History; Astrology; Latin; Lichtenberger; Practica (astrology); Prophecy; Woodcut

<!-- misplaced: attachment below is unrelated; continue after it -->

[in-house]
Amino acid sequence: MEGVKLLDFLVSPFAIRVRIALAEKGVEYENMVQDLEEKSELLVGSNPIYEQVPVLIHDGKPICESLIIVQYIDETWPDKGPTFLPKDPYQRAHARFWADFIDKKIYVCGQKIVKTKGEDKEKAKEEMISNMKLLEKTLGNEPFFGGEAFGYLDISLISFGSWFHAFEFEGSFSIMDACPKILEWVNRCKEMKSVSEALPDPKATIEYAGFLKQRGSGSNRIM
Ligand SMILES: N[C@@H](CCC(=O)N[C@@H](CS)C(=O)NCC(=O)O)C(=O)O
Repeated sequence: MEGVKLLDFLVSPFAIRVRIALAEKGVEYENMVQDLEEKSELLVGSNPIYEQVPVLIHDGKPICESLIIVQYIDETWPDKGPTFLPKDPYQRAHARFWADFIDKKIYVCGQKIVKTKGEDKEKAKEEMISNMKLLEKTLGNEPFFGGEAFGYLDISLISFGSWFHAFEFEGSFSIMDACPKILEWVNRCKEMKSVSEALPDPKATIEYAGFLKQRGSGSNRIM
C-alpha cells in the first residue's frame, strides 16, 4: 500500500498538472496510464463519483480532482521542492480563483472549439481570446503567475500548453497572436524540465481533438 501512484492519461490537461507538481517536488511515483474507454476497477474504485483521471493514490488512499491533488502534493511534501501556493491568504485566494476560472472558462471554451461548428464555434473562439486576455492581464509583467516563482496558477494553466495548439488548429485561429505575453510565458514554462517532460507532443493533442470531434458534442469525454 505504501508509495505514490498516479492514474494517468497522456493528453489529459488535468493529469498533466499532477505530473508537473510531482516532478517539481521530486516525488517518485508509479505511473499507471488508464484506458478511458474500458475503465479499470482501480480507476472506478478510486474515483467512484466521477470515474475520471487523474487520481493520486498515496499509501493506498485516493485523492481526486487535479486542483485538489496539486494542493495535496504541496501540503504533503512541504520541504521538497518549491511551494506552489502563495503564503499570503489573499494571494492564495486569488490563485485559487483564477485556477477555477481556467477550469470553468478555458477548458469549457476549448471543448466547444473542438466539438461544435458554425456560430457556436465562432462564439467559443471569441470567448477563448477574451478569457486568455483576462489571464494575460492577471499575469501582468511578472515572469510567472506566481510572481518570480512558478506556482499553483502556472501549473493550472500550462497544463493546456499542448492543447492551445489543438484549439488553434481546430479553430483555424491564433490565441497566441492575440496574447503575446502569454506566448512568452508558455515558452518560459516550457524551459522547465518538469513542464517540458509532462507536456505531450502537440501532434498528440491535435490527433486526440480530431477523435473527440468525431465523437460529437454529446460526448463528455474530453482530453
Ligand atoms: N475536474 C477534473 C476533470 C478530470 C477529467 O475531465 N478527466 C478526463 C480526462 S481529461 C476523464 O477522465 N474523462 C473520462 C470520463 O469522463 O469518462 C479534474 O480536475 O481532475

Printing and Prophecy: Prognostication and Media Change 1450-1550 examines prognostic traditions and late medieval prophetic texts in the first century of printing and their effect on the new medium of print. The many prophetic and prognostic works that followed Europe’s earliest known printed book—not the Gutenberg Bible, but the Sibyl’s Prophecy, printed by Gutenberg two years earlier and known today only from a single page—over the next century were perennial best sellers for many printers, and they provide the modern observer with a unique way to study the history and inner workings of the print medium. The very popularity of these works, often published as affordable booklets, raised fears of social unrest. Printers therefore had to meet customer demand while at the same time channeling readers’ reactions along approved paths.